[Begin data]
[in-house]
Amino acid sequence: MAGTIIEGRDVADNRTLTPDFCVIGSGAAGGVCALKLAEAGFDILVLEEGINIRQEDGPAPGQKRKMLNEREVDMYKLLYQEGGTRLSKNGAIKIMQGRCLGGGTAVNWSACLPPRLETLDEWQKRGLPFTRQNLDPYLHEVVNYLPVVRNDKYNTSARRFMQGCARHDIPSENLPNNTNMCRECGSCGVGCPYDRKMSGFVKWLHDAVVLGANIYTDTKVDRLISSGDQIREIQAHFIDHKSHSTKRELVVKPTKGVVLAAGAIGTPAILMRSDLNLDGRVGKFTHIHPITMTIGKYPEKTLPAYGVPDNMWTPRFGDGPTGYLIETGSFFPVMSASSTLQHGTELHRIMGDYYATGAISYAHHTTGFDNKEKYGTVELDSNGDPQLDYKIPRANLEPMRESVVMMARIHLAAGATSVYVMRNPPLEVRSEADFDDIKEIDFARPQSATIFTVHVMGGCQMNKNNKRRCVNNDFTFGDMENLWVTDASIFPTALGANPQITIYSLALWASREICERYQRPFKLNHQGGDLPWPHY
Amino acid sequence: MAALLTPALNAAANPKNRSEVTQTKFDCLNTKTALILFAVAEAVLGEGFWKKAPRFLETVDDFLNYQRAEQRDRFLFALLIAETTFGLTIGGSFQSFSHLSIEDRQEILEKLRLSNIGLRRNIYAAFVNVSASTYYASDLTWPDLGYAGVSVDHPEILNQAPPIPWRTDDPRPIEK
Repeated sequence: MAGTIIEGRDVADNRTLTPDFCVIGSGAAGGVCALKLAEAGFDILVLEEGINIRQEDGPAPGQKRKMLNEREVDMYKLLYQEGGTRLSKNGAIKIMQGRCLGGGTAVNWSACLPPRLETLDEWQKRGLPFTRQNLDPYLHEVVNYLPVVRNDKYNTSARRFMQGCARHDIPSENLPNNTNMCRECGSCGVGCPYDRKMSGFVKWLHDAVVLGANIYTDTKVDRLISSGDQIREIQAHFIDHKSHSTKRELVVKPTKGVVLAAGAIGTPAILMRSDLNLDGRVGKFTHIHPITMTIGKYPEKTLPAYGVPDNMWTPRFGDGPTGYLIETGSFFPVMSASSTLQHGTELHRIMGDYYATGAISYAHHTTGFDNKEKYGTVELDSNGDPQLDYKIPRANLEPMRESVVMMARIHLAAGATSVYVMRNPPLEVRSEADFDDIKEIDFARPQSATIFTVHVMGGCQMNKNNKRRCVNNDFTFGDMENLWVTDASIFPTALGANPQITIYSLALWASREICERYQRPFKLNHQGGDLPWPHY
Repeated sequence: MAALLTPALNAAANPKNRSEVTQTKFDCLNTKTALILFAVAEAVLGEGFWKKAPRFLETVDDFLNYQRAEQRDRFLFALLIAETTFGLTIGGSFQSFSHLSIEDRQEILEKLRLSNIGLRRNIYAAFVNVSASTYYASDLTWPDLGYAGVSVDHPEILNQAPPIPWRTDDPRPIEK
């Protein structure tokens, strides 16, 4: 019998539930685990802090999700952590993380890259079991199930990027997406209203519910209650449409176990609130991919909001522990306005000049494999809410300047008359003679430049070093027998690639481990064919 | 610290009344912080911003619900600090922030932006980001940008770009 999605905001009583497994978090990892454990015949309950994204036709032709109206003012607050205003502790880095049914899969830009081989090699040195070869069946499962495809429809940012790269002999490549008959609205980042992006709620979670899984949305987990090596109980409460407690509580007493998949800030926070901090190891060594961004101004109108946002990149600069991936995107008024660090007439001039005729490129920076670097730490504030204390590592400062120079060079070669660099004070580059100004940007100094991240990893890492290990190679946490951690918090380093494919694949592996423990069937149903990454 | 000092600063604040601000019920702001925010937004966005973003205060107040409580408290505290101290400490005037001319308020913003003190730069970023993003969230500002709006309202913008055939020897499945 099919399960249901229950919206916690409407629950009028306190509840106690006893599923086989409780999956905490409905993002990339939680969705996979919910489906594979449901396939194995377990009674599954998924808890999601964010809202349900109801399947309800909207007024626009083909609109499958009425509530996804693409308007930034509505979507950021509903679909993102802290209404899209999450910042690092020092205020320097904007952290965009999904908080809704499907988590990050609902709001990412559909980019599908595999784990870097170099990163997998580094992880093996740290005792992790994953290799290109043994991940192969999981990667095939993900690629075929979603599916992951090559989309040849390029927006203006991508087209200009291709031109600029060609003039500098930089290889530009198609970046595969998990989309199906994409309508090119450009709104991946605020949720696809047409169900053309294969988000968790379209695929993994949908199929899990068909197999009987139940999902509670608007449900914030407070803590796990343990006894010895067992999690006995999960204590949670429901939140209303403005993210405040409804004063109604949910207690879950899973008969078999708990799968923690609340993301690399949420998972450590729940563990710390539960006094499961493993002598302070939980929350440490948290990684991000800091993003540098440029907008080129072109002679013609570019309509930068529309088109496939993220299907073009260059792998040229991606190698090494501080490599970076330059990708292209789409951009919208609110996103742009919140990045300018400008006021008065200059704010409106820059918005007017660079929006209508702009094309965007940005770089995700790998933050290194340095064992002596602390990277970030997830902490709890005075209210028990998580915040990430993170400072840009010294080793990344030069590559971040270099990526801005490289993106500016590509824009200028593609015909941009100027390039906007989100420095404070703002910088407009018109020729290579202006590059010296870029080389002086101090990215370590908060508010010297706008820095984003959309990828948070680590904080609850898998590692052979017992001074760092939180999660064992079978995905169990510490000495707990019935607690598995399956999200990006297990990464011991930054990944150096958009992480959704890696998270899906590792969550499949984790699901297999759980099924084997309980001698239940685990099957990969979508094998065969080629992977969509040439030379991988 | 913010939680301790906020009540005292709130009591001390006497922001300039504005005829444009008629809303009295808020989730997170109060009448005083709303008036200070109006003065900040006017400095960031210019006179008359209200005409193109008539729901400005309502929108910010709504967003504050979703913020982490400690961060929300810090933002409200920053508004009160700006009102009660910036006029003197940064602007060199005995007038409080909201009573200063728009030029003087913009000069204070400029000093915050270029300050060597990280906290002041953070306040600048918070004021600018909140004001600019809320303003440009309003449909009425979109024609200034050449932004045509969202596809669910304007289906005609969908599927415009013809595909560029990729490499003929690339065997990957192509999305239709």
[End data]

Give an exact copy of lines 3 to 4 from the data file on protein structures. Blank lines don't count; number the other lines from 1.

Amino acid sequence: MAALLTPALNAAANPKNRSEVTQTKFDCLNTKTALILFAVAEAVLGEGFWKKAPRFLETVDDFLNYQRAEQRDRFLFALLIAETTFGLTIGGSFQSFSHLSIEDRQEILEKLRLSNIGLRRNIYAAFVNVSASTYYASDLTWPDLGYAGVSVDHPEILNQAPPIPWRTDDPRPIEK
Repeated sequence: MAGTIIEGRDVADNRTLTPDFCVIGSGAAGGVCALKLAEAGFDILVLEEGINIRQEDGPAPGQKRKMLNEREVDMYKLLYQEGGTRLSKNGAIKIMQGRCLGGGTAVNWSACLPPRLETLDEWQKRGLPFTRQNLDPYLHEVVNYLPVVRNDKYNTSARRFMQGCARHDIPSENLPNNTNMCRECGSCGVGCPYDRKMSGFVKWLHDAVVLGANIYTDTKVDRLISSGDQIREIQAHFIDHKSHSTKRELVVKPTKGVVLAAGAIGTPAILMRSDLNLDGRVGKFTHIHPITMTIGKYPEKTLPAYGVPDNMWTPRFGDGPTGYLIETGSFFPVMSASSTLQHGTELHRIMGDYYATGAISYAHHTTGFDNKEKYGTVELDSNGDPQLDYKIPRANLEPMRESVVMMARIHLAAGATSVYVMRNPPLEVRSEADFDDIKEIDFARPQSATIFTVHVMGGCQMNKNNKRRCVNNDFTFGDMENLWVTDASIFPTALGANPQITIYSLALWASREICERYQRPFKLNHQGGDLPWPHY